- Year: 1981
- Directed by: Mark Rydell
- Starring: Katharine Hepburn, Henry Fonda, Jane Fonda, Doug McKeon
- Written by: Ernest Thompson
On Golden Pond revolves around the lives of one family teetering on the edge of the end of its time line. Norman and Ethel Thayer are approaching the end of their lives and decide to visit their summer home on Golden Pond. Norman (Henry Fonda) is turning 80 and his moved-to-California daughter, Chelsea (Jane Fonda), is coming to visit with her new boyfriend and his son, Billy.
In 80 years, Norman has slowly (or quickly) turned into an old curmudgeon, griping about life and taunting death with a quick barb whenever he can. If Ethel is the music that soothes the savage beast in Norman, his daughter Chelsea is the noise that drives him mad. Or at least nitpicky. This is apparent when she finally arrives and Norman grills her over the kind of car she rented. Here we discover the uneasy past Chelsea and her father have, which coincidentally mirrored the rocky relationship the real-life father and daughter Fondas had.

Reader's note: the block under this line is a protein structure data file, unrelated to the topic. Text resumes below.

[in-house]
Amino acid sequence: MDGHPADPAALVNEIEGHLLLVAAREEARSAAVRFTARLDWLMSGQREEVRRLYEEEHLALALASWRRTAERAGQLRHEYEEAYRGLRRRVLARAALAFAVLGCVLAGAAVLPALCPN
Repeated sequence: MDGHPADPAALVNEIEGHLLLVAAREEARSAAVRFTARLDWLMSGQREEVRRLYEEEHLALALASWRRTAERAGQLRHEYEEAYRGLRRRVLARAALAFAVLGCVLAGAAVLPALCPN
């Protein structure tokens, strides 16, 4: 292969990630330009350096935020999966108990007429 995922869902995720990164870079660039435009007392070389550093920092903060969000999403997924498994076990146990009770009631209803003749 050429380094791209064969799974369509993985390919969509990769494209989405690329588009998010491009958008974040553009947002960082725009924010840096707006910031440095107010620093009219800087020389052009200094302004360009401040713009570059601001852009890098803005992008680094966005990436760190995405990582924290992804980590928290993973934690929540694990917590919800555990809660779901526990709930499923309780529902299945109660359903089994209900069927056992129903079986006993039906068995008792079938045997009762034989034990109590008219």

Norman remains stubbornly cynical until he and Ethel are asked to watch Billy (Doug McKeon) for the summer while Chelsea and her boyfriend visit Europe. The untamed youth of Billy sparks a renewed vivaciousness in Norman, tempering his crusty wisdom.
On Golden Pond was originally a play written by the same screenwriter, Ernest Thompson, and the movie smacks of stage play trappings. The first things you will notice is that there are more dialogue and static shots then you’ll probably be used to seeing in a movie. This comes with the territory when you adapt a play to a screenplay since plays are about what people say and movies are about what people do. Even the scene transitions–elegiac shots of water and plants–will remind of blackouts for set changes. Lastly, plays will often try to get extra thematic mileage out of whatever they can so you’ll notice that the house, which is falling apart, mirrors Norman’s body. Later, when Norman’s vigor returns with the introduction of Billy, you’ll find that he’s repaired the screen door that was once continually breaking. The convention is a bit heavy-handed here, but it does its job.
My biggest complaint with this film is that character arc and resolution seem undeserved. Norman changes with Billy, fine, but why should that bond extend to his daughter when she returns? Her expression of surprise at Norman’s genuinely kind words mirrored mine, but for the wrong reasons. It seemed tacked on. That, and I was distracted at Jane Fonda’s unnatural looking tan.